Drop The Pilot

by Jacob Clifton November 2, 2009
The Plan

The Basestars became guns, y-shaped, pointed down toward the target; the children were playing in the Caprica park, voices loud, about to be silenced. Their parents were yawning into their morning coffee.

"Nuclear devices activated and the machine keeps pushing time through the cogs like paste into strings into paste again and only the machine keeps using time to make time to make time and when the machine stops time was an illusion that we created free will, twelve battles, three stars and yet we are countless as the bodies in which we dwell are both parent and infinite children in perfect copies no degradation."

No degradation. "Oh, now now, don't tense up, Mysterious!" Ellen caressed her son's face, answering his question. Her answers were not tainted by foreknowledge or by self-interest; they were absolutely honest. And on them everything depended: "I'm just saying there's no point in judging anybody. No one changes who they really are." One begged his mother to reconsider; One put God on trial in a strip club on Picon, begging her to reconsider. "If no one is corrected, then no one learns their lessons!" Ellen shivered; she was high on Gods know what and ready to rumble, ready to fight, ready for anything. Spins and turns, angles and curves. The shape of dreams, half remembered. She shouted, drunk; triumphant in her way: "Well, I've lived in this world a long time, and I'm proud to say that I haven't learned any Godsdamn lessons!" One was disappointed as his mother tossed her hair.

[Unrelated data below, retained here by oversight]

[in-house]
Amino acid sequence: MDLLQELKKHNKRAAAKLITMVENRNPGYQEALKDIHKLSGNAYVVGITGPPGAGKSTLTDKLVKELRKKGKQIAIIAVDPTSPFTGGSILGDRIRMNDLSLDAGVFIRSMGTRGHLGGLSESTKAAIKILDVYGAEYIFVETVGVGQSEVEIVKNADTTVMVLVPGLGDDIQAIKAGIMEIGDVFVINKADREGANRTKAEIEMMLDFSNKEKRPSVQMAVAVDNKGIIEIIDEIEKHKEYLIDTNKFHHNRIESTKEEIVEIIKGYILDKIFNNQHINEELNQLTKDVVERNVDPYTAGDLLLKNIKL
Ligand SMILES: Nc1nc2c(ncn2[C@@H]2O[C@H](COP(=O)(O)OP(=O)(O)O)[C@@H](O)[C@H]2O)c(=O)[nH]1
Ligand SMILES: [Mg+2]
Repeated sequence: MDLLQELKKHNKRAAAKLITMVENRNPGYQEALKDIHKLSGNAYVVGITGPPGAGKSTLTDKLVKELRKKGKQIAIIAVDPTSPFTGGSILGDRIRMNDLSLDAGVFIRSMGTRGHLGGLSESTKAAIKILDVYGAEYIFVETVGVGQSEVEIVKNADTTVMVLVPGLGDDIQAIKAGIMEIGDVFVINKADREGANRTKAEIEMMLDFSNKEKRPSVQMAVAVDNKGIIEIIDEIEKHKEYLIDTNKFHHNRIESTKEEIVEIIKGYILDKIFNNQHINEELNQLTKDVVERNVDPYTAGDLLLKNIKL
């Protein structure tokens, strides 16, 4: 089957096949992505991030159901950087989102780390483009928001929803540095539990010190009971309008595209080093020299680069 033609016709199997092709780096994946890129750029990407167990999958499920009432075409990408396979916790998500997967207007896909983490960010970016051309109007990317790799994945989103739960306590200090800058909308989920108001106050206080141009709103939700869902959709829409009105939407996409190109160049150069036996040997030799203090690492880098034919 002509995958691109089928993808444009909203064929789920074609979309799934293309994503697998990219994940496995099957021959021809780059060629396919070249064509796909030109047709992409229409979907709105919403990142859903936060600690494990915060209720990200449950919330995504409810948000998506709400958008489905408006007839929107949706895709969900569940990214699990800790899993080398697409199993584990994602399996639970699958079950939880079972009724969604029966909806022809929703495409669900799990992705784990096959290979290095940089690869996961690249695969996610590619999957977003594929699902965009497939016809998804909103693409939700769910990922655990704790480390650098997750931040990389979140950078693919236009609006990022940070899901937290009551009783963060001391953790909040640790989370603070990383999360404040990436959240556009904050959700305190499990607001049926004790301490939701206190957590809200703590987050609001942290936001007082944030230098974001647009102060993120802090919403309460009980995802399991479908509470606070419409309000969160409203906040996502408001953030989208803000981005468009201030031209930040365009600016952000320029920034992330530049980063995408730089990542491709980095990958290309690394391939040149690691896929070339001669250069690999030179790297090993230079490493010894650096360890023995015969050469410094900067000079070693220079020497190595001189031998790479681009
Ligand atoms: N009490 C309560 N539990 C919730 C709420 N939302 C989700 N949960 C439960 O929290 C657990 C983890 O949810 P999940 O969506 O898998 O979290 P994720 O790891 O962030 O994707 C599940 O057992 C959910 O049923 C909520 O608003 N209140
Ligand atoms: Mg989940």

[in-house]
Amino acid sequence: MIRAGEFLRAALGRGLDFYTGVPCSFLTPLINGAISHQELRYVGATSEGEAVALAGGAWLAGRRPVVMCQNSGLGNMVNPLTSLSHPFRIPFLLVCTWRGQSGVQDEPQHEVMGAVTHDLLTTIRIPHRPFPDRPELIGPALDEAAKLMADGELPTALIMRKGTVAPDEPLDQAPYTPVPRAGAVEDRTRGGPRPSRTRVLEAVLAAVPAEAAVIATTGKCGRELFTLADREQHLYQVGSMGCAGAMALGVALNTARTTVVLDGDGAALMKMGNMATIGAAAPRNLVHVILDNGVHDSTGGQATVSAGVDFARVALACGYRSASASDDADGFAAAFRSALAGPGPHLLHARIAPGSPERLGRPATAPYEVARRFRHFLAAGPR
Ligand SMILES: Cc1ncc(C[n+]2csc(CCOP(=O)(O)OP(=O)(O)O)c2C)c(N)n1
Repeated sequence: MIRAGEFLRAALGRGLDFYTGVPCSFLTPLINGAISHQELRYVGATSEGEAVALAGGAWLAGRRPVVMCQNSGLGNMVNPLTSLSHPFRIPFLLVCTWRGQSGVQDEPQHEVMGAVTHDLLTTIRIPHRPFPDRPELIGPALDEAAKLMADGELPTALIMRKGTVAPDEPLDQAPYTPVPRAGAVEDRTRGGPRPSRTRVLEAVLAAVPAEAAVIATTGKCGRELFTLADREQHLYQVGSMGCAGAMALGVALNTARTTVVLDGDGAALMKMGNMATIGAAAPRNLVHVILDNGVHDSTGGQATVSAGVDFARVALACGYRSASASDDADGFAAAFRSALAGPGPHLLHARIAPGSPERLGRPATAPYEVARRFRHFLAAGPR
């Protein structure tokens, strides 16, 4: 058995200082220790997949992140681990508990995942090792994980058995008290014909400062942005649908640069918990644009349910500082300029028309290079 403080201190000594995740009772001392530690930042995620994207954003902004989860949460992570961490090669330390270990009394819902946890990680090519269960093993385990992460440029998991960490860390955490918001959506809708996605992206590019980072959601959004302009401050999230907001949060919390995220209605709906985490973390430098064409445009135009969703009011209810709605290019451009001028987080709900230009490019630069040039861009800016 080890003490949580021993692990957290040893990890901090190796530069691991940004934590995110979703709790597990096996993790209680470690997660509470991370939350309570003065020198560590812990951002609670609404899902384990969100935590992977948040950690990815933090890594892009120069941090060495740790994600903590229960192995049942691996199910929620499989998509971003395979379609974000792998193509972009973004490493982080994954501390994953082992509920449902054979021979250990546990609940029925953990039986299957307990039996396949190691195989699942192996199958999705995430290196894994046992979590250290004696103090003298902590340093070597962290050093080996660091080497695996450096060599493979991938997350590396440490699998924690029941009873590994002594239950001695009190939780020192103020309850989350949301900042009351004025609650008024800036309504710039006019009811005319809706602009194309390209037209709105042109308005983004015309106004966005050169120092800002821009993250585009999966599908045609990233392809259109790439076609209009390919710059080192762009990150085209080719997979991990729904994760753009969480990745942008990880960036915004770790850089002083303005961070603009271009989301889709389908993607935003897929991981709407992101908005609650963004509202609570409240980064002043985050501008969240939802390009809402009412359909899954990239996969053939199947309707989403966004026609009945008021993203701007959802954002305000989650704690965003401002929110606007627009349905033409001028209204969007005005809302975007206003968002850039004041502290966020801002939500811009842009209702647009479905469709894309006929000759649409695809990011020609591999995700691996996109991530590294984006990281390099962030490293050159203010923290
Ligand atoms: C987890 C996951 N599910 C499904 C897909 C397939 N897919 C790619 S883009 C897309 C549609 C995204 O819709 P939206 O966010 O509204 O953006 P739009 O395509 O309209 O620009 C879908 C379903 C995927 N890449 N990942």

The Raiders massed in the sky. "The makers of the makers fall before the child accessing defense system handshake handshake second level clear," the Hybrids sang, as they worked their way into the grid. Five and Eight smiled at the datafonts. It was beginning. It had begun.

A Colonial pilot named Yashuman called into Caprica Control, citing heavy bogeys, but they couldn't see anything. "Then go to your window and look up!" he shouted. "They're big as frakking asteroids!" Control realized the grid was dead; the Raiders loomed, red eyes passing back and forth. Yashuman begged them to unfrak themselves, and they tried, but it was too late. The grid was gone.

"Accepting scan love outlasts death." It was a handshake. There was more. In the skies the Colonial ships went dead, their radios went dead, and they began to drift. Sickening, off-kilter. No stable axes. They looked like they were going to sleep. The Hybrids marveled at them, skittering across the sky. "It's been a long time coming," said Two, up in the Resurrection Ship. He was still looking for his moment of clarity. He was about to find it. "...Meaningless in the absence of time what never was is never again..." Six looked at the children -- I mean the Centurions -- with pity: "It's like they don't understand what we're doing for them," she worried, and Four shook his head. "I think they're grateful in their own way," he said, to a stare from Three. "I know I'd be," nodded Eight, and Six smiled loving at her. They were surrounded by the children. I mean, Centurions.

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